From this autumn, schools will be required to promote British values. It is the most popular and widely canvassed result of the Trojan Horse Schools enquiry, which found, perhaps, little evidence of the originally alleged conspiracy, but a lot of evidence — at least according to the report — that things were going wrong.
But what actually are British values? Complaining about the weather and not getting in the way? Or stiff upper lip and a devotion to international treaties? Who defines what is British, and how does that get to be challenged?
The Guardian, bless its heart, has put together a quiz to test yourself on this. I have to say that I got ‘so British that it hurts’, despite saying that I voted for Nick Clegg and would welcome immigrants. Not that I feel that passing a Guardian quiz makes me an authority on the matter, but, after all, as I’m British, I wouldn’t claim to be any authority even if I had a degree in authoritarianism from the Vatican. I would probably just mutter and say ‘read a book on authority once… didn’t make much of it… who’s for a drink?’
However, for my day job I am (and have for several years) been involved in creating Values statements for brands and for organisations, so I suppose I ought to have a bit of a go.
The most interesting thing you learn if you delve into the world of corporate values (to begin there) is that almost all companies that have an official set of corporate values claim in some way that it is their values which make them unique. However, according to some fairly robust research, about two thirds of all the companies in the world with official Values Statements share a sub-set of the same ten. Integrity, team work, and so on, are what set them apart from their competitors, who also have integrity and team work, and may well take a pride in what they produce aspire to be the leaders in their industry.
I do try to get organisations to look a bit further. We once (before I figured out how to do it, thanks to help from a bright young thing who had come to us from KPMG, where they know about all kinds of things) downloaded a list of 250 value-words. It didn’t help. The problem about looking at a list of values words (integrity, honesty, hard work, and so on) is that it’s easy to espouse qualities we admire, but don’t actually possess, rather like Bill Murray in Groundhog Day listening to Andie MacDowell’s list of what she looked for in a man. The result is rather like candy-floss: sugar-coated sugar.
If that doesn’t quite persuade you, then let me suggest that it’s rather like a rock guitarist listening to a symphony orchestra. You may admire the discipline, timing and tone of the orchestra, but that doesn’t mean you could actually play in one.
What we finally figured out is that values are what you or your organisation would die in a ditch over. They are more about the things you would never do than the things you always do. So, probably the easiest way to work out what your values are is to pick five things you absolutely hate, and get extremely annoyed if you ever find anyone in your organisation doing or suggesting. Then take the opposite of those.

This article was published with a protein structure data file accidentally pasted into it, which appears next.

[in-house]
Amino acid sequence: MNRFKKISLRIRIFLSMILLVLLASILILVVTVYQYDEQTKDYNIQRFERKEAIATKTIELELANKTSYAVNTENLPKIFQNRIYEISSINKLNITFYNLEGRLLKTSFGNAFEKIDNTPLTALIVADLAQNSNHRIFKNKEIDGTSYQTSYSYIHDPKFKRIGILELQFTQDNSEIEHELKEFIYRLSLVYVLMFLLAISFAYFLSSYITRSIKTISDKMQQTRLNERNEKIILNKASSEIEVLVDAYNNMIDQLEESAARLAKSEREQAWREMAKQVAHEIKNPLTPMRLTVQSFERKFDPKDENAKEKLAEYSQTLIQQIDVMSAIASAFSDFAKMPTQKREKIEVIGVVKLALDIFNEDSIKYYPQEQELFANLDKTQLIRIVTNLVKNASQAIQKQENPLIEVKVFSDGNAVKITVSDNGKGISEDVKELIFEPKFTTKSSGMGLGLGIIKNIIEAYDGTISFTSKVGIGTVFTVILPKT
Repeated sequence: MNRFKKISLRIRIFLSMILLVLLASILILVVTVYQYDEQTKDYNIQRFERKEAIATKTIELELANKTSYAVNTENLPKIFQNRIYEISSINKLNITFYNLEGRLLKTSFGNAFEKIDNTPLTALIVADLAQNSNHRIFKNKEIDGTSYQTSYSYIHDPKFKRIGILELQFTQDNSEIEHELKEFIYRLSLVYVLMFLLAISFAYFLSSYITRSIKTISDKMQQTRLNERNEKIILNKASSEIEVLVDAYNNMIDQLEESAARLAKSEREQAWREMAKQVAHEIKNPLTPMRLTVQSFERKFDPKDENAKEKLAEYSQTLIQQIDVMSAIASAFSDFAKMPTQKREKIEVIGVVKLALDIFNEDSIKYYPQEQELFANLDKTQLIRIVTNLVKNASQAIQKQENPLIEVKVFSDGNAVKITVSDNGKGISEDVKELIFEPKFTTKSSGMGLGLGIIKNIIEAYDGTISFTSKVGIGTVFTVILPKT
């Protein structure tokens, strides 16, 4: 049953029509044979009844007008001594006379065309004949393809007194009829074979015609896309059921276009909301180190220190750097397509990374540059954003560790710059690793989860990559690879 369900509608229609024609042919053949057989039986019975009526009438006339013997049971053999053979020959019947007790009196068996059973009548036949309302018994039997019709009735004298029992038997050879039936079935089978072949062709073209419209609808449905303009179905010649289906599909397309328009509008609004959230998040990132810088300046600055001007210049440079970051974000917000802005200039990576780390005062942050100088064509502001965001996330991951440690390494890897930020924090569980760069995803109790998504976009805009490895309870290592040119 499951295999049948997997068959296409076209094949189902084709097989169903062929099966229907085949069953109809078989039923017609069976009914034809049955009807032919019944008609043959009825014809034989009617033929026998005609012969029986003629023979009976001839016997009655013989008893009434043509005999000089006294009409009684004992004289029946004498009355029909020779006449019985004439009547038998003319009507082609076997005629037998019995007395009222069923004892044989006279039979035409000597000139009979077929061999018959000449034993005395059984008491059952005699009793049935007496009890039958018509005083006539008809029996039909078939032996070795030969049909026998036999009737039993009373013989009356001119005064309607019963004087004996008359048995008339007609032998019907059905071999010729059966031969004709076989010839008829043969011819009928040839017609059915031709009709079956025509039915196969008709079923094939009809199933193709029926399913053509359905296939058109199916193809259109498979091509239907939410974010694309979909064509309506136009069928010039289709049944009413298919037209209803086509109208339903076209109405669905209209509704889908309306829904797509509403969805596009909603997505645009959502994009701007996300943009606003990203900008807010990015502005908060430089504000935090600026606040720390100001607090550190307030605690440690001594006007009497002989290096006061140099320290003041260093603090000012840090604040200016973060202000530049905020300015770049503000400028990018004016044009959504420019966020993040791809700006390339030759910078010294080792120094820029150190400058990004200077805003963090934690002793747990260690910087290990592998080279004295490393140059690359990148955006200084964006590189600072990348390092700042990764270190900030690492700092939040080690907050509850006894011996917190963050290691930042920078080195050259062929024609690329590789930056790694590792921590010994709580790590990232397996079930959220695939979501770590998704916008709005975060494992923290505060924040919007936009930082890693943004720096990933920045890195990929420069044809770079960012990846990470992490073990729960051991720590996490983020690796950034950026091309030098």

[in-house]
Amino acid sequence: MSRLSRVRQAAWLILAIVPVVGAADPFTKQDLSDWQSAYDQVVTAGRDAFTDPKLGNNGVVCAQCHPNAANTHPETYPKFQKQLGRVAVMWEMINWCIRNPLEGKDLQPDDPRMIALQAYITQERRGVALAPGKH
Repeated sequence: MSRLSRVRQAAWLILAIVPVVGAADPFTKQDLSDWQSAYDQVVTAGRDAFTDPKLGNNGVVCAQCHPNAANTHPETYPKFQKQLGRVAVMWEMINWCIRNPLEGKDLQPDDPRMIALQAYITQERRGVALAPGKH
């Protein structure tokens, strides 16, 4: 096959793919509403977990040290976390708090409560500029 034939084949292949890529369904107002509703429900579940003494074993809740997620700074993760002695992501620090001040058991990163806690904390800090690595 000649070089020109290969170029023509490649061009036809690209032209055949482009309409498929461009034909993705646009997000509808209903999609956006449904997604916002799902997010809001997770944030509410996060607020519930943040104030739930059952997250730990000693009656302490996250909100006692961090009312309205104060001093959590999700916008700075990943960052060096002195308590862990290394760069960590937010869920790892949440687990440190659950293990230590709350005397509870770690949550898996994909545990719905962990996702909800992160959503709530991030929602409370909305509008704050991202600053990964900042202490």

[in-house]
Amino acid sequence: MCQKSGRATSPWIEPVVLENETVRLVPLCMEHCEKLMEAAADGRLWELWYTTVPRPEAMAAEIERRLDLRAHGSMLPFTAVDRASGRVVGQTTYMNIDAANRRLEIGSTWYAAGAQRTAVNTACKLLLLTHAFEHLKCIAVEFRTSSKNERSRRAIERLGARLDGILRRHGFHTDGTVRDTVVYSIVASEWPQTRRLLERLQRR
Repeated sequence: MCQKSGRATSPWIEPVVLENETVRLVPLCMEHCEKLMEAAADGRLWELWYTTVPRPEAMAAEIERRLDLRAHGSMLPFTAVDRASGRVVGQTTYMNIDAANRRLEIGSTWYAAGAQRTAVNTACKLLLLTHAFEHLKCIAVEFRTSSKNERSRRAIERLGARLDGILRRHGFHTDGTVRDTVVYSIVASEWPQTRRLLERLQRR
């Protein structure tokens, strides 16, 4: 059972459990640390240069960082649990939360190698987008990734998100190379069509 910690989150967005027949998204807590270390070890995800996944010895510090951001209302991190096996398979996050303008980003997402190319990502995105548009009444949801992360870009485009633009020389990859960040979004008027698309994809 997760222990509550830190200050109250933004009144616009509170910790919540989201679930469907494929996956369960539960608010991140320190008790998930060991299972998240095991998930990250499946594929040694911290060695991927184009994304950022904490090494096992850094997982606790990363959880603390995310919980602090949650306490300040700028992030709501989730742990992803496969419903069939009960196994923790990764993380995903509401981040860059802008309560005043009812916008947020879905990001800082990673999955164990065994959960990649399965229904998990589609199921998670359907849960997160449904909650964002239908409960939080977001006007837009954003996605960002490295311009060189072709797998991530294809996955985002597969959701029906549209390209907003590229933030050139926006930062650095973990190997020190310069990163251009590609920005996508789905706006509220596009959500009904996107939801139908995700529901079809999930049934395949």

It’s phrases that annoy us like “that’s not my job”, “nobody will notice”, “good enough is good enough”, or the unconscious “you don’t matter” revealed by letting a door close in someone’s face, or failing to thank them for holding it open for you, that tell us what it is we really care about.
Things that annoy the British include Americans boasting about our accomplishments as if their own (as seen in post 1990 war films), people not queuing properly, someone taking the last biscuit, people who complain too much or not at all, people who are too cunning or too earnest, and people who are fanatical about anything (though, strangely, not people who are fanatical about everything, whom we treat as harmless eccentrics).
Unfortunately, if we reverse those we don’t get a particularly glittering set of values: modesty, queuing, self-rationing, moderate complaining, bumbling on and indifference. To be fair, they do seem eerily familiar, but do Michael Gove and the government really want those promoted in schools?
Old fashioned British values are more commonly said to be fair play and common sense. It’s questionable whether those could be said to be particularly British values, though. Show me a nation which believes in cheating and being daft (and simply being accused by us of cheating and being daft is not an acceptable answer). Even then, fair play seems to be quite a flexible concept, as evidenced by bodyline bowling, phone hacking and our fondness for vote-by-phone popularity contests on the TV. Others might say ‘hard work’, but our national love of money-for-nothing via the Lottery hardly speaks for that one.
If I had to put my finger on what defines Britishness, I would probably have to reach for something like ‘affable eccentricity’, coupled with ‘refined awkwardness’. John Cleese, in almost any role, one might say. We are Vicar of Dibley more than we are James Bond, and Rik Mayall in the Young Ones much more than as Captain Flashheart.
So, will we be promoting quirkiness and bad timing from the autumn?
I rather think, and hope, not. The concepts that I hope we will be promoting will be fairness, self-sacrifice, service, kindness, honesty, looking out for each other and standing up for what’s right even when it’s unpopular. These are values, indeed, to be proud of. But they are not particularly British, neither in the sense that we have any prior say on them, nor even that we are particularly good at them. Humanists might say — with some reason — that these are humanistic values. We might even say that they are democratic and liberal values. I, as a Christian, might also want to point backwards in time, some two thousand years, to someone who not only espoused them but, I would argue, uniquely demonstrated them.